Shortly after reading that advice my son and his best buddy Aaron were doing what five-year -old boys do, and I saw an opportunity to try out my bathroom potty talk parenting skills. I explained the rules to the two boys, put them in the bathroom together and set the timer. At about 10 seconds in, I realized my strategic error. This was not supposed to be a team activity. As the volume escalated and the boys started competing for the most outrageous and creative potty terms they knew– which was quite impressive–I realized what an epic fail I had created. Instead of thwarting the potty talk I had accelerated it to an entirely new level.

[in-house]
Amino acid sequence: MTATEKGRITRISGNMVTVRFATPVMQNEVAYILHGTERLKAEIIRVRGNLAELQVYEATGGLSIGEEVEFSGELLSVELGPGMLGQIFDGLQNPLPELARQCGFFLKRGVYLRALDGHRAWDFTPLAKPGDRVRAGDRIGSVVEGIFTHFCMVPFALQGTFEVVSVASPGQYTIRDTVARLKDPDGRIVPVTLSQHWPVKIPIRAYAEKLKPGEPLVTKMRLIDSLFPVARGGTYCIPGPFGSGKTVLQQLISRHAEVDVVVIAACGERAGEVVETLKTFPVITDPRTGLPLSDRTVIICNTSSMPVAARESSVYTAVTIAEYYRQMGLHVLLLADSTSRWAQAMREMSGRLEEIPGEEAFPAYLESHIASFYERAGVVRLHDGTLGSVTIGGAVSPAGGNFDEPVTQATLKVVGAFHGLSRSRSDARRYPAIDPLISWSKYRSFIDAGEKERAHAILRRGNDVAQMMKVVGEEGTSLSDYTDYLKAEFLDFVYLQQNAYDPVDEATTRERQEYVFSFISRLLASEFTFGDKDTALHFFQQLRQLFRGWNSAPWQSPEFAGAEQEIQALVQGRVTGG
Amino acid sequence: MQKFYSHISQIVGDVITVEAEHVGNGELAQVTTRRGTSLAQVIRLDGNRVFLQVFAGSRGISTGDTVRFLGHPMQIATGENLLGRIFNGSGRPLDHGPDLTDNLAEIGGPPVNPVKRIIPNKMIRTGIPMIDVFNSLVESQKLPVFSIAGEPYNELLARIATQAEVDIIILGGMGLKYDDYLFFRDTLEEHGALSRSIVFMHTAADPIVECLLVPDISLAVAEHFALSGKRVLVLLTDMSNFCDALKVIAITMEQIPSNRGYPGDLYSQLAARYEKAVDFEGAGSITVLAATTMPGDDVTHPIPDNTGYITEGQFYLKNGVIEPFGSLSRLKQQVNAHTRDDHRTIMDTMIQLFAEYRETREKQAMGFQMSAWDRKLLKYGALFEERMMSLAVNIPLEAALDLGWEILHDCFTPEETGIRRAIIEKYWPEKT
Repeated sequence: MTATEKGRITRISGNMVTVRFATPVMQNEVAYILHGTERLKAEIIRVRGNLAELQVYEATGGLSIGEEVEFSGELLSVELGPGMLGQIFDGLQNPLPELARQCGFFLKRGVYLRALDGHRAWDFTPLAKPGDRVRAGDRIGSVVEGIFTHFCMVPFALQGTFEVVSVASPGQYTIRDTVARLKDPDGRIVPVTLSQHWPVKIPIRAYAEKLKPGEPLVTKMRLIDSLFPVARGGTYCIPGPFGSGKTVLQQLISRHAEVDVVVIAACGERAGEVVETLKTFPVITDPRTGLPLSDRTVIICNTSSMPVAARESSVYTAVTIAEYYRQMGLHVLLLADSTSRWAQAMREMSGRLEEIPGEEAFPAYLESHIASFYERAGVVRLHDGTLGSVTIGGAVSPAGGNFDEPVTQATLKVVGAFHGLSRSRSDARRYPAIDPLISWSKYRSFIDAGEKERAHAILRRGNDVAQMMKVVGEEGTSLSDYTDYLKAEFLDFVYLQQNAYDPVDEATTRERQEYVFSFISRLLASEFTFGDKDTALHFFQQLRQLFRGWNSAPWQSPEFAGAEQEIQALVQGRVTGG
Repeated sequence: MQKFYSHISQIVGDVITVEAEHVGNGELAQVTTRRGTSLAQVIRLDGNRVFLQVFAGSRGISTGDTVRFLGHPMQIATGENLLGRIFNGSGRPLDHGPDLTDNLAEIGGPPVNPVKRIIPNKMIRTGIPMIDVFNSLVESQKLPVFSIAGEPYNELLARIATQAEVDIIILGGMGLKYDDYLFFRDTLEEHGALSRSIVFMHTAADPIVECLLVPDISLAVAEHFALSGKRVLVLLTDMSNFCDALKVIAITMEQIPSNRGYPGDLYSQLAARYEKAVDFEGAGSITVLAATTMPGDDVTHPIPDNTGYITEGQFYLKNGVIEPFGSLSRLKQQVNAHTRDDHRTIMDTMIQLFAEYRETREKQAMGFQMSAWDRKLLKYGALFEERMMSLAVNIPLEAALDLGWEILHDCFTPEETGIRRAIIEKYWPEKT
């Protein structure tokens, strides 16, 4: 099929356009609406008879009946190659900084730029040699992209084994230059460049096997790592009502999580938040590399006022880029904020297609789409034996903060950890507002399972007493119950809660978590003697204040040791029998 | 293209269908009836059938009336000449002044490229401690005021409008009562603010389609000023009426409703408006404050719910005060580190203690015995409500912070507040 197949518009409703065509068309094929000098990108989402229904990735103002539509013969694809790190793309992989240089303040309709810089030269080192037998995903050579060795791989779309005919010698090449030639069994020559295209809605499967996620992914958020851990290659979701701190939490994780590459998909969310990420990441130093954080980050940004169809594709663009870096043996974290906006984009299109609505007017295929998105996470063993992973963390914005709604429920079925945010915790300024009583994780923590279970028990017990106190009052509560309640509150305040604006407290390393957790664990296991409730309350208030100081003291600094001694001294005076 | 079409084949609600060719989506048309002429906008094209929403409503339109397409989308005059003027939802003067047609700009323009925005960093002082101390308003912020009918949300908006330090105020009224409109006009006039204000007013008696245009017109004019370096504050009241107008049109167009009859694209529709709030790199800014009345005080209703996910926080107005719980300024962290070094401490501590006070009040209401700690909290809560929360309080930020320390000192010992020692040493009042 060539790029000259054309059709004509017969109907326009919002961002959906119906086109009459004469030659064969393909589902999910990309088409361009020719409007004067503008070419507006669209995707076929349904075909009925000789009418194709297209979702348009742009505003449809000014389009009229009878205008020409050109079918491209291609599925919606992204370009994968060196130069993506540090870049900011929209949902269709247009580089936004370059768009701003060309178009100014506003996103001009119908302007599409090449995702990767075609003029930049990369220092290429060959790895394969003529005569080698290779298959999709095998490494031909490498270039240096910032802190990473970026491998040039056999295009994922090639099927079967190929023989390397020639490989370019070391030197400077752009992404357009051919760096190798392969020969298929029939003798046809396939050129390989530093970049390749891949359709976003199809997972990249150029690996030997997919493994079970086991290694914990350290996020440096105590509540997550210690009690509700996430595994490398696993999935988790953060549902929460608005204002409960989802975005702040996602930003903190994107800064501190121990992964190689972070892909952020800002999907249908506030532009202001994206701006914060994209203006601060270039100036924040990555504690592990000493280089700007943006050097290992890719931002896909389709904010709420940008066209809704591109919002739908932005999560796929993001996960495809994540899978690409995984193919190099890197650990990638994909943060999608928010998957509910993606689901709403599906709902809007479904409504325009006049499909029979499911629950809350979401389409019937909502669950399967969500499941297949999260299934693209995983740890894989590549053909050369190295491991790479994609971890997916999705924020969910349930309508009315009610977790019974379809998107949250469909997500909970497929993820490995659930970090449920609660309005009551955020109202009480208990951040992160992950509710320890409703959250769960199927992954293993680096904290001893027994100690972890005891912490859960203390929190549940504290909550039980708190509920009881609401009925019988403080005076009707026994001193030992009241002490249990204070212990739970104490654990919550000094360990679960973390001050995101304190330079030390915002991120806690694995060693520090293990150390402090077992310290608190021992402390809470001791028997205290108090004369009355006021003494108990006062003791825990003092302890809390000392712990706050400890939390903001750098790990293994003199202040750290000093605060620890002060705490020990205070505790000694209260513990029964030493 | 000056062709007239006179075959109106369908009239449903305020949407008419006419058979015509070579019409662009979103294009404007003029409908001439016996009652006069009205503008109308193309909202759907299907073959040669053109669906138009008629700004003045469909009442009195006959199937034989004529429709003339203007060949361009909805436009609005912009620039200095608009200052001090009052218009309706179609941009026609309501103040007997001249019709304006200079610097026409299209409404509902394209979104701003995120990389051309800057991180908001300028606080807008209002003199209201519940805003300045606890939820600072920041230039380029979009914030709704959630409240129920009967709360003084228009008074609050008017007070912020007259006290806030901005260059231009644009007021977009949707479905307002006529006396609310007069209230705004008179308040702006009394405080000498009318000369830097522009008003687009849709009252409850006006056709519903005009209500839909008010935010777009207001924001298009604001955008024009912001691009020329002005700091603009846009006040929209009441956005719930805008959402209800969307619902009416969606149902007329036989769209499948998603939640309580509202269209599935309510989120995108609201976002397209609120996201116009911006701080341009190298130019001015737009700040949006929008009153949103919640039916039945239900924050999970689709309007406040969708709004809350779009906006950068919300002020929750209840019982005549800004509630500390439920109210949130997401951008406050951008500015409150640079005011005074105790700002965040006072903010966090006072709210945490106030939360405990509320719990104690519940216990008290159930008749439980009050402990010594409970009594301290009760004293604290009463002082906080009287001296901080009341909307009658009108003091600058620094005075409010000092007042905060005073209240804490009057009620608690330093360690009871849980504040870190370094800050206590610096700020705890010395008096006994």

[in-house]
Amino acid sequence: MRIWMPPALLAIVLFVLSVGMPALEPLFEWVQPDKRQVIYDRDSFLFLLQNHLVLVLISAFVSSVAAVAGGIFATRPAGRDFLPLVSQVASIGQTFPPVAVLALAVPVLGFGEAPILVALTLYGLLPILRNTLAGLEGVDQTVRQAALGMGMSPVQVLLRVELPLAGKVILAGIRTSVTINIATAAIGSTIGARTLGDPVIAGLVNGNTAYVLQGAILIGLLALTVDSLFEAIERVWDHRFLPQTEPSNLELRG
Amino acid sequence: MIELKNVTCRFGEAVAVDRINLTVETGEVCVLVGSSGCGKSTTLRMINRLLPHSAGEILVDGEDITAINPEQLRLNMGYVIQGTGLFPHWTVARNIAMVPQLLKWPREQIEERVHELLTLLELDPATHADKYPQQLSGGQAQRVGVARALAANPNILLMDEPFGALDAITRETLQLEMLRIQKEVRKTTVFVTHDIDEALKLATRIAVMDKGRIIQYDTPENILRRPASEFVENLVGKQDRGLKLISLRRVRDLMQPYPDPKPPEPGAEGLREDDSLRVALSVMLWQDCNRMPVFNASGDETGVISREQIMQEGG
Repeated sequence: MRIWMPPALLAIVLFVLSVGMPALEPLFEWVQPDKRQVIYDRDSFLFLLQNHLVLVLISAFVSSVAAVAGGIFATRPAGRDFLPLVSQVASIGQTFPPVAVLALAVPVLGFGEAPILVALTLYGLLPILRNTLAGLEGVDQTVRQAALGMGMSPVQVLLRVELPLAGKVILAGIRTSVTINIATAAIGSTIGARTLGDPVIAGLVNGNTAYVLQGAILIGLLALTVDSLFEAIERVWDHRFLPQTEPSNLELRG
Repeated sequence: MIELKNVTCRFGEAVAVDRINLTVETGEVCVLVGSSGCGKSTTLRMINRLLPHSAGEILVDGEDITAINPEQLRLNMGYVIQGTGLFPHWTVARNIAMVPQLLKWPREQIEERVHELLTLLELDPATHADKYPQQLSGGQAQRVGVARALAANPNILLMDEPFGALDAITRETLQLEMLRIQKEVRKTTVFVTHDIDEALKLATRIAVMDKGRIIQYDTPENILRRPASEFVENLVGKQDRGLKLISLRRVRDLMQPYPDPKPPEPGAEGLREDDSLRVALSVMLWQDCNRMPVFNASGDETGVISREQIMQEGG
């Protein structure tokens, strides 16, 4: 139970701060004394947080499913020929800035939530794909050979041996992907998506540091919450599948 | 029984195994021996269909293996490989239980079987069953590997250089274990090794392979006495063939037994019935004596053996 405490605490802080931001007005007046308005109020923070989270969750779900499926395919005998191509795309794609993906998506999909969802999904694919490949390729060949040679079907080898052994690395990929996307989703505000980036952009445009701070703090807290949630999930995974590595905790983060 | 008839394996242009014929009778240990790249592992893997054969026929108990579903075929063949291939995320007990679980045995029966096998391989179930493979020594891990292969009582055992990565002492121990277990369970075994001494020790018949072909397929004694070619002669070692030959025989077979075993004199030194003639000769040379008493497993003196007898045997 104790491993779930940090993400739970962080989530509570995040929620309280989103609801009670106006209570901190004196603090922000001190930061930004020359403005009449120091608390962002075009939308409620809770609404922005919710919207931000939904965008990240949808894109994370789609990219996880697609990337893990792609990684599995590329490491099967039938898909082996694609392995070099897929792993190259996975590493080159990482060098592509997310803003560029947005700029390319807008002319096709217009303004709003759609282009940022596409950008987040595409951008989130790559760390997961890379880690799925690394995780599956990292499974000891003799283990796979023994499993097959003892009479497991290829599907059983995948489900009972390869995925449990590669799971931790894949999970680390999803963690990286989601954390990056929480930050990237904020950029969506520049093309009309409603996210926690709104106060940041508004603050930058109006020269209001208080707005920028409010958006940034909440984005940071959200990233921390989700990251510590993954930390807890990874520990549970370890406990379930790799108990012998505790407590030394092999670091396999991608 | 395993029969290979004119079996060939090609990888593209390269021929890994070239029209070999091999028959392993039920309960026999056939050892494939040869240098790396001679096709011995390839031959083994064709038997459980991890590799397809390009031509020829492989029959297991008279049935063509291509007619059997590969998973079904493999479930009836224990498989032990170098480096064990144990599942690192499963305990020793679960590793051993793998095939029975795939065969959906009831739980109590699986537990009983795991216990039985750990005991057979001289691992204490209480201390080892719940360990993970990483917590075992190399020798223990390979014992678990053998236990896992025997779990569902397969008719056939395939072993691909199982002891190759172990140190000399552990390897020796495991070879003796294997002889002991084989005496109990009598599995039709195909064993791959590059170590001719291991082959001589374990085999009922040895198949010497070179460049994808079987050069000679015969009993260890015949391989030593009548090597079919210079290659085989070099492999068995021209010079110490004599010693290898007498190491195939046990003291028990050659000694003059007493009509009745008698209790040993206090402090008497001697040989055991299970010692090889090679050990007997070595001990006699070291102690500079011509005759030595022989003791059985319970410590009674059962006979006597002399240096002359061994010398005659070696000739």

When my daughter was born, I wanted to make sure she always knew she was loved for the person she was. I wanted to protect her from a world of hurt. After it was confirmed that she had extremely poor eyesight and would be cross-eyed, I remember going to the movie, The Fisher King and bursting into tears at the end of this scene.
Anybody special in your life?
Does it look like there’s
anybody special in my life?
You don’t have to say it like that.
It’s not so, you know, crazy an idea.
You’re healthy. You have a steady job.
You’re not cross-eyed.
Nope, there is nobody special.
What I was so afraid of was that people would be mean to her because of her eyes. I thought the children would make fun of her. It never happened. And the fact that she had different eyes was never the burden I imagined it would be.